Qorvo’s new enhanced mmWave Spatium® amplifiers deliver unparalleled combining efficiency and bandwidth in a compact envelope for high performance applications such as satellite ground stations, 5G infrastructure, radar and electronic warfare. Using its latest GaN MMICs, Qorvo has developed two mmWave Spatium products, both in volume production:
- QPB2731, which provides 100 W output power from 27 to 31 GHz.
- QPB3238, which provides 100 W output power from 32 to 38 GHz.
These solid-state power amplifiers (SSPA) handle continuous wave (CW), pulsed and modulated RF waveforms, with two biasing options to best suit the application.
Like previous incarnations of Spatium technology, the mmWave Spatium employs a laminate-based antenna structure to spatially combine 16 elements in a quasi-transverse electromagnetic (TEM) coaxial environment. Theoretically, this results in an SSPA with 12 dB more power than the power from each MMIC.
Before building the amplifier, Qorvo designed a passive structure to assess the performance of the combining network - constructed to duplicate the RF path of the amplifier without the MMICs. At the input, the RF signal enters through a 2.92 mm female connector, then physically expands in an oversized coaxial region to a laminate, end-fire antenna array that splits the RF into 16 equal signals, each with a microstrip transmission line connecting to the input of the MMIC (see Figure 1). In the passive structure, though, the microstrip line connects to another laminate antenna array that reverses the transitions at the input. In most cases, the output of a high-power amplifier (HPA) requires an output connection with suitable power-handling capability, such as WR28 waveguide. With this passive test structure, a 2.92 mm female connector was used at the output to make a broadband connection with a standard network analyzer.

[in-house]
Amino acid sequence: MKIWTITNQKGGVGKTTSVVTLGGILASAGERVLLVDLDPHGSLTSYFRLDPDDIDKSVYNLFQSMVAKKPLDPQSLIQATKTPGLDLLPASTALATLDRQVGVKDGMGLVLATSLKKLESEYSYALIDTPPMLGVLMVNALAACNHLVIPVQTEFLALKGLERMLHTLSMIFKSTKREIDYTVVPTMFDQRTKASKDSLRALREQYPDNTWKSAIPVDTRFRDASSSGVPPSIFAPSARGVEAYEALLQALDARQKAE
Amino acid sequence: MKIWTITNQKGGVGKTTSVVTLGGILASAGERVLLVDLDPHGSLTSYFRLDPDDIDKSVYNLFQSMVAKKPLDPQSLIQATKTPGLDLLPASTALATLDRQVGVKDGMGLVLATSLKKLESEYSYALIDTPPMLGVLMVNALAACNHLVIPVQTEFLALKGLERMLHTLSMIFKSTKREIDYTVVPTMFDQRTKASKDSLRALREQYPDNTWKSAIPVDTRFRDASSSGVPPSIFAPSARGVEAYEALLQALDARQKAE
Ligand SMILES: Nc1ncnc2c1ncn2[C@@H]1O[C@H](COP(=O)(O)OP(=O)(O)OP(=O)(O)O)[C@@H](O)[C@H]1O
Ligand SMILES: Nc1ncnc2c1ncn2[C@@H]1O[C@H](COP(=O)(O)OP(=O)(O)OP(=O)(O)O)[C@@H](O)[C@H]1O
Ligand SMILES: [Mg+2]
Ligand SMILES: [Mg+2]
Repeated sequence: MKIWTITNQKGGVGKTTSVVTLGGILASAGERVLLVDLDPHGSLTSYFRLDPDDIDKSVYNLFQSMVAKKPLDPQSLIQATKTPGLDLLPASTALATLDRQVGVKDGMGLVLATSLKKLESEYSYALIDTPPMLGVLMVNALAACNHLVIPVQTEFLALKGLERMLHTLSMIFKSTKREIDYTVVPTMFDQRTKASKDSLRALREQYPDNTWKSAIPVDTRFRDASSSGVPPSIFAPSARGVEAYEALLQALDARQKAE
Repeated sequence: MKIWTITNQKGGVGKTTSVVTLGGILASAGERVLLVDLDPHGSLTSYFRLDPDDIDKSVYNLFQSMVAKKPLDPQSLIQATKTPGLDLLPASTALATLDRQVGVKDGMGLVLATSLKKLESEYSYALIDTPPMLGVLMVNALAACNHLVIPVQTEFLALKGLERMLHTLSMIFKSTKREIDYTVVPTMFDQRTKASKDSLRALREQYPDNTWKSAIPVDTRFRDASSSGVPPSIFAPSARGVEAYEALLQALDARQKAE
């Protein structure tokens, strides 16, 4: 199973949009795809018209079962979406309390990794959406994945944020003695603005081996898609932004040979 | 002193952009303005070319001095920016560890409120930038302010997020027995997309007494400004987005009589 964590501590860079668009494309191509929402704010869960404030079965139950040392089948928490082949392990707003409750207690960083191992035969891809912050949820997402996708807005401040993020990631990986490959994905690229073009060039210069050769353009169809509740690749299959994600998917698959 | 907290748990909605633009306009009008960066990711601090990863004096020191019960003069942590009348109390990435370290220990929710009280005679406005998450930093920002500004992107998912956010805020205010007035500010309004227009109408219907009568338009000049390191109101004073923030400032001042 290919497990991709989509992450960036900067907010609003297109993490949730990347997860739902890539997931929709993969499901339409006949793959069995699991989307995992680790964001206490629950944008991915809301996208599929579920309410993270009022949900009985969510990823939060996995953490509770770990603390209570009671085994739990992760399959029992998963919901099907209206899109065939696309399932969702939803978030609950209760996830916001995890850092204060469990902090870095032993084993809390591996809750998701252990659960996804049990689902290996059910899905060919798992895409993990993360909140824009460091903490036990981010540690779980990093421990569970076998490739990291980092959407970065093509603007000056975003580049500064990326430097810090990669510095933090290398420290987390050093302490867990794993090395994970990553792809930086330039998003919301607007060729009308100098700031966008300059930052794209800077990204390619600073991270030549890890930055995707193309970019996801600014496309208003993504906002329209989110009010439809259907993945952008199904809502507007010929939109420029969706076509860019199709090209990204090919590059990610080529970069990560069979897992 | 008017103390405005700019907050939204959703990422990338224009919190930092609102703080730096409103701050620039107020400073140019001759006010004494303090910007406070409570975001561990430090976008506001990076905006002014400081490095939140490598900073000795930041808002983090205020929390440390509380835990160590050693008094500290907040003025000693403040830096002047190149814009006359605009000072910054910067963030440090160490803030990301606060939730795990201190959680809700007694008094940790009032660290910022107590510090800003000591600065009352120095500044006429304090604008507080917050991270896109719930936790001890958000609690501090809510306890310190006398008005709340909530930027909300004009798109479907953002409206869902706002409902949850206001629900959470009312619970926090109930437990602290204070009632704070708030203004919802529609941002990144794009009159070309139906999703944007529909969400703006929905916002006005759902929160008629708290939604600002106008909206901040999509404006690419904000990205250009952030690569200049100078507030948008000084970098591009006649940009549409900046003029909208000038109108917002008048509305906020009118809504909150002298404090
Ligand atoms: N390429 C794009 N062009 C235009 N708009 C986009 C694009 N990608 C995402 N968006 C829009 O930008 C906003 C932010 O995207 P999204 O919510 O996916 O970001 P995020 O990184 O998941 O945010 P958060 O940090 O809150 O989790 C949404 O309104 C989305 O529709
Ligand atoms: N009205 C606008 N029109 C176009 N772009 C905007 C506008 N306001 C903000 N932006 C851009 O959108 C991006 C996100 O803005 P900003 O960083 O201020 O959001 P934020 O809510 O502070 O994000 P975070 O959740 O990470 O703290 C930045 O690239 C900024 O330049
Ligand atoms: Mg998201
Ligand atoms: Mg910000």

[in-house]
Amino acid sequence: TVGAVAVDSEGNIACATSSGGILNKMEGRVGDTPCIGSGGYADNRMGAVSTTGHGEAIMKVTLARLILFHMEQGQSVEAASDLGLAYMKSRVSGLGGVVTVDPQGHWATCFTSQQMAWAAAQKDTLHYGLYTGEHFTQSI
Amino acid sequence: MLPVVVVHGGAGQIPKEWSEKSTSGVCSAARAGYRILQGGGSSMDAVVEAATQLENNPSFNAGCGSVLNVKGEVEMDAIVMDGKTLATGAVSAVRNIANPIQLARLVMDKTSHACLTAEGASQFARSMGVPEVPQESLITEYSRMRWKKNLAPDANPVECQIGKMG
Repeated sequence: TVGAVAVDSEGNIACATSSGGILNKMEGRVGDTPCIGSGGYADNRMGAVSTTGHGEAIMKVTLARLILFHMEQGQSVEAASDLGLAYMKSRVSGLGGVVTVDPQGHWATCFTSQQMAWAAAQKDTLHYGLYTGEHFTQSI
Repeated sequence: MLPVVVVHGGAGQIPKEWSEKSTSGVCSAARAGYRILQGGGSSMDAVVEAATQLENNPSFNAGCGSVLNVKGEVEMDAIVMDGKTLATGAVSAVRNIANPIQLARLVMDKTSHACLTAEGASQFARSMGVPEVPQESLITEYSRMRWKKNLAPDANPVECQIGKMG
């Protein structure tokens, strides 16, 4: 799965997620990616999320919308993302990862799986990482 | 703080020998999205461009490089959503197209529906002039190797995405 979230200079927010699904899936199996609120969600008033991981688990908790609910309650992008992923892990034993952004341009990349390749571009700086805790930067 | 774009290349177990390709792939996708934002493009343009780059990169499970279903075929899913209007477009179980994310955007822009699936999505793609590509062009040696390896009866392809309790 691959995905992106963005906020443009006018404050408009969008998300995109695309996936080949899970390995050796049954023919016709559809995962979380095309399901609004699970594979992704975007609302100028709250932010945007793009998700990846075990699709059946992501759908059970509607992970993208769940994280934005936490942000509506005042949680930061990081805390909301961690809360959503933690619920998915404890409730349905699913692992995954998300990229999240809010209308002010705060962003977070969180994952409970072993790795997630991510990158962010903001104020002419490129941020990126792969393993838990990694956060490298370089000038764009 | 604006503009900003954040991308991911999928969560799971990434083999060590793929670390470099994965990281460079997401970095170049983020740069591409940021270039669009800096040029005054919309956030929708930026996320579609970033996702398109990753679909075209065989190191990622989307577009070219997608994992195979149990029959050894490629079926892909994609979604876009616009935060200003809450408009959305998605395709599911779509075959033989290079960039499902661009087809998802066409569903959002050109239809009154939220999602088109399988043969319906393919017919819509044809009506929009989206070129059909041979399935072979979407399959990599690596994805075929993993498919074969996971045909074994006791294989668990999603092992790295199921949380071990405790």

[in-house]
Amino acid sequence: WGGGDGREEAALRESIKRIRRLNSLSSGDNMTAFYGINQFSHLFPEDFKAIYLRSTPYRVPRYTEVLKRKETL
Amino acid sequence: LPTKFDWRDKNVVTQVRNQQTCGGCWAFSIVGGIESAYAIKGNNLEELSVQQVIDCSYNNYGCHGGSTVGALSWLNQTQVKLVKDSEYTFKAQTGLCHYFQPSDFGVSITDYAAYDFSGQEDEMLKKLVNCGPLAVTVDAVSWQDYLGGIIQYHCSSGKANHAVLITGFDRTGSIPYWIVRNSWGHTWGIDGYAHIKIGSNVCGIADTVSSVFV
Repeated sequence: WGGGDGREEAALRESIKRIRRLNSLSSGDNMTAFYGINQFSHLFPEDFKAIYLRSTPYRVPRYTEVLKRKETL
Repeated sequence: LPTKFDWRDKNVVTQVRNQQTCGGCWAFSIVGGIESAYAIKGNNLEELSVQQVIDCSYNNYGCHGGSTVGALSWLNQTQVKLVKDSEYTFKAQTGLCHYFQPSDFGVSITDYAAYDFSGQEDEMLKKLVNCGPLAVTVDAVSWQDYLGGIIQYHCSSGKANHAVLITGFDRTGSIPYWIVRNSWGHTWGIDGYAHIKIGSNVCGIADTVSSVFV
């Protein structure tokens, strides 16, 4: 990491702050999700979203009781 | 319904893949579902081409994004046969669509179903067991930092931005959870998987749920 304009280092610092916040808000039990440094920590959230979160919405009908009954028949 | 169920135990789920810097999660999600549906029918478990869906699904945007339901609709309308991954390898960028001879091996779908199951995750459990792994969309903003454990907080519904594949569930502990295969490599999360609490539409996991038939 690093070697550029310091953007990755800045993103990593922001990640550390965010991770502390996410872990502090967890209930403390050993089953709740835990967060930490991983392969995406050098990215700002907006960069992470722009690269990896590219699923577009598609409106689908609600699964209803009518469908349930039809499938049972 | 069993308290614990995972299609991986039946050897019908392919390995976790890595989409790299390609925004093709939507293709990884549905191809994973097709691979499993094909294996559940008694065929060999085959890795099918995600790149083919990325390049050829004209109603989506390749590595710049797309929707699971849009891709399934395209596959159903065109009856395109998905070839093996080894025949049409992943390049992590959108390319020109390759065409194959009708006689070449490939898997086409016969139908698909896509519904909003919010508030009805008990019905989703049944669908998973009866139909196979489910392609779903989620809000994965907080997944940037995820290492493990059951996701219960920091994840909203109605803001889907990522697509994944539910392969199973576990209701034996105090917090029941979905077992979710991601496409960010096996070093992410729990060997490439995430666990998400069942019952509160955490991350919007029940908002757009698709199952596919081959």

Each laminate was bonded to a silver-plated copper blade, forming a 1/16th wedge when viewed along the major axis. AGC Taconic TLY-5Z was chosen as the core laminate material, as it exhibits a low permittivity (εr = 2.2) and relatively low loss tangent (tanδ = 0.0015 at 10 GHz), which contribute to the broadband, low loss performance of the antenna structures. Although the metallization on the passive laminate was covered with an IPC-compliant, immersion silver to prevent oxidation of the copper, the amplifier designs generally use gold metallization to be compatible with gold wire bond attachment to the MMICs.
The passive structure was designed and analyzed using ANSYS HFSS. The simulated insertion loss and return loss compared to the measured passive structure assembly are shown in Figure 2. While small deviations between the measured (red lines) and simulated (blue lines) are seen, there is good correlation overall, and the observed performance is acceptable for amplifier development. The measured insertion loss reflects the loss of the entire RF path, i.e., both input and output. In the SSPA, the MMIC is placed toward the output, so more than 50 percent of the microstrip line is prior to the MMIC. Thus, a reasonable estimate of the output insertion loss is 0.67 dB, which yields a combining efficiency of 86 percent.
For the QPB2731 design, Qorvo’s QPA2211 GaN MMIC was selected as the HPA. The QPA2211 is specified to provide 14 W saturated and 5 W linear CW output power, with 34 percent power-added efficiency (PAE) in CW operation (see Figure 3). For the QPB3238N design, the TGA2222 GaN MMIC was selected as the RF HPA; it has a specified CW output power of 40.2 dBm saturated with 22.3 percent PAE from 32 to 38 GHz and a die backside temperature of 25°C (also shown in Figure 3). Both devices use Qorvo’s 0.15 µm GaN on SiC process (QGaN15).
Figure 4 shows the output power and drain efficiency measurements of the QPB2731 and QPB3238 SSPAs at a “clamp” temperature of 25°C. Note the different thermal reference points between the die and SSPA data. Operating at saturated power with a CW signal, self-heating may raise the backside temperature of the die more than 50°C above the clamp temperature of the SSPA. Therefore, Figures 3 and 4 do not show “apples to apples” comparisons; nonetheless, the figures show the mmWave Spatium platform performs well combining the power from the individual MMICs.
For ease of system integration, Qorvo offers two bias options for the mmWave Spatium products. The first has a separate bias card, operating remotely from the SSPA, containing a microcontroller to fully customize the amplifier for its operating environment (see Figure 5a). The second option is more integrated, achieving a more compact physical profile (see Figure 5b). Both solutions provide the required sequencing and gate voltage control for the GaN MMICs, so the user can power the SSPA by simply applying the prime voltage at the power connector.
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